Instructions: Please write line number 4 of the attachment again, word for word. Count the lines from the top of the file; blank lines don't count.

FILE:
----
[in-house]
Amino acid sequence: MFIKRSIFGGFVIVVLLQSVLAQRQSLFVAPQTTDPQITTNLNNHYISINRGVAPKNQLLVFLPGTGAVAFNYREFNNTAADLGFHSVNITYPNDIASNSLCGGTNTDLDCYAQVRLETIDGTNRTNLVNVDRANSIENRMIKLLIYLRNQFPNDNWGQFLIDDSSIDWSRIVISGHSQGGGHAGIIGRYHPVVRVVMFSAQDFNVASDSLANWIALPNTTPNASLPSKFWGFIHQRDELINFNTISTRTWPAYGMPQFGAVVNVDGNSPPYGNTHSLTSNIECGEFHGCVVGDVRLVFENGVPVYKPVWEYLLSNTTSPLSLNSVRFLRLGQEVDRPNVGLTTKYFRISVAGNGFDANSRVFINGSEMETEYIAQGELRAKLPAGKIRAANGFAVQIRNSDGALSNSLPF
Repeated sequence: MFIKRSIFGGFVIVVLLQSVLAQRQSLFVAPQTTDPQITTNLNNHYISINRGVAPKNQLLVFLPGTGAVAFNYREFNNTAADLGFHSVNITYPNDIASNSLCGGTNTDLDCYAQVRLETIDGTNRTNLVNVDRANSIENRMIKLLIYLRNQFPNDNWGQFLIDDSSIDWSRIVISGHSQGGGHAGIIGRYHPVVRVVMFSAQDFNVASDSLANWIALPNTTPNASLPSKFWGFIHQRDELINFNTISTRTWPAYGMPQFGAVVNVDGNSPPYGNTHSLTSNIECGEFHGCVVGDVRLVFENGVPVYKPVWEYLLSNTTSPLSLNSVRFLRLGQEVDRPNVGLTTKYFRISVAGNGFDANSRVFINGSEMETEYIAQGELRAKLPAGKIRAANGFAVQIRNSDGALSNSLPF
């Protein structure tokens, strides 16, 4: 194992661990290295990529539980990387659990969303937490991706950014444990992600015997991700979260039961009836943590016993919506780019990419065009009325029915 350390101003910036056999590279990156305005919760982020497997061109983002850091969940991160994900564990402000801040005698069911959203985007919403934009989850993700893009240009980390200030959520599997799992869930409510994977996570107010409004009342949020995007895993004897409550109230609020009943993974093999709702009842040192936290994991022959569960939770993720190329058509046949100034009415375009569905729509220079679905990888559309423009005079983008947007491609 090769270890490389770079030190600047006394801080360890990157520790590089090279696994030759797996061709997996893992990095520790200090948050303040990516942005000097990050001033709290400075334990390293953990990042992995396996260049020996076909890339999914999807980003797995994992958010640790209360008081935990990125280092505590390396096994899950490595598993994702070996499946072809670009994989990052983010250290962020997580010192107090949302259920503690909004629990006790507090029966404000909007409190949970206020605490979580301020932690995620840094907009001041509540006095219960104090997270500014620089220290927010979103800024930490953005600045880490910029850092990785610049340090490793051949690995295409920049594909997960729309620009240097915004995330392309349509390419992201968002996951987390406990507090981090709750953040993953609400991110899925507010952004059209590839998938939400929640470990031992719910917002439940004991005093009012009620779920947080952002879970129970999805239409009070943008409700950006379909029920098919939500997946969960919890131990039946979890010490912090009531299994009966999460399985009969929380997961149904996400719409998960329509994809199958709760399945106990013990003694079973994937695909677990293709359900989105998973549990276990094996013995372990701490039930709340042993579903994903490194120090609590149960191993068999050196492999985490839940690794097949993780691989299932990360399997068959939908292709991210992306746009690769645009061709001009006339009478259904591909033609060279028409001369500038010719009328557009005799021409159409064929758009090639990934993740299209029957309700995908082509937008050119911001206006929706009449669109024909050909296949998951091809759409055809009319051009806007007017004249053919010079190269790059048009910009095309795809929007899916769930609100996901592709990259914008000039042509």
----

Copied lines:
């Protein structure tokens, strides 16, 4: 194992661990290295990529539980990387659990969303937490991706950014444990992600015997991700979260039961009836943590016993919506780019990419065009009325029915 350390101003910036056999590279990156305005919760982020497997061109983002850091969940991160994900564990402000801040005698069911959203985007919403934009989850993700893009240009980390200030959520599997799992869930409510994977996570107010409004009342949020995007895993004897409550109230609020009943993974093999709702009842040192936290994991022959569960939770993720190329058509046949100034009415375009569905729509220079679905990888559309423009005079983008947007491609 090769270890490389770079030190600047006394801080360890990157520790590089090279696994030759797996061709997996893992990095520790200090948050303040990516942005000097990050001033709290400075334990390293953990990042992995396996260049020996076909890339999914999807980003797995994992958010640790209360008081935990990125280092505590390396096994899950490595598993994702070996499946072809670009994989990052983010250290962020997580010192107090949302259920503690909004629990006790507090029966404000909007409190949970206020605490979580301020932690995620840094907009001041509540006095219960104090997270500014620089220290927010979103800024930490953005600045880490910029850092990785610049340090490793051949690995295409920049594909997960729309620009240097915004995330392309349509390419992201968002996951987390406990507090981090709750953040993953609400991110899925507010952004059209590839998938939400929640470990031992719910917002439940004991005093009012009620779920947080952002879970129970999805239409009070943008409700950006379909029920098919939500997946969960919890131990039946979890010490912090009531299994009966999460399985009969929380997961149904996400719409998960329509994809199958709760399945106990013990003694079973994937695909677990293709359900989105998973549990276990094996013995372990701490039930709340042993579903994903490194120090609590149960191993068999050196492999985490839940690794097949993780691989299932990360399997068959939908292709991210992306746009690769645009061709001009006339009478259904591909033609060279028409001369500038010719009328557009005799021409159409064929758009090639990934993740299209029957309700995908082509937008050119911001206006929706009449669109024909050909296949998951091809759409055809009319051009806007007017004249053919010079190269790059048009910009095309795809929007899916769930609100996901592709990259914008000039042509």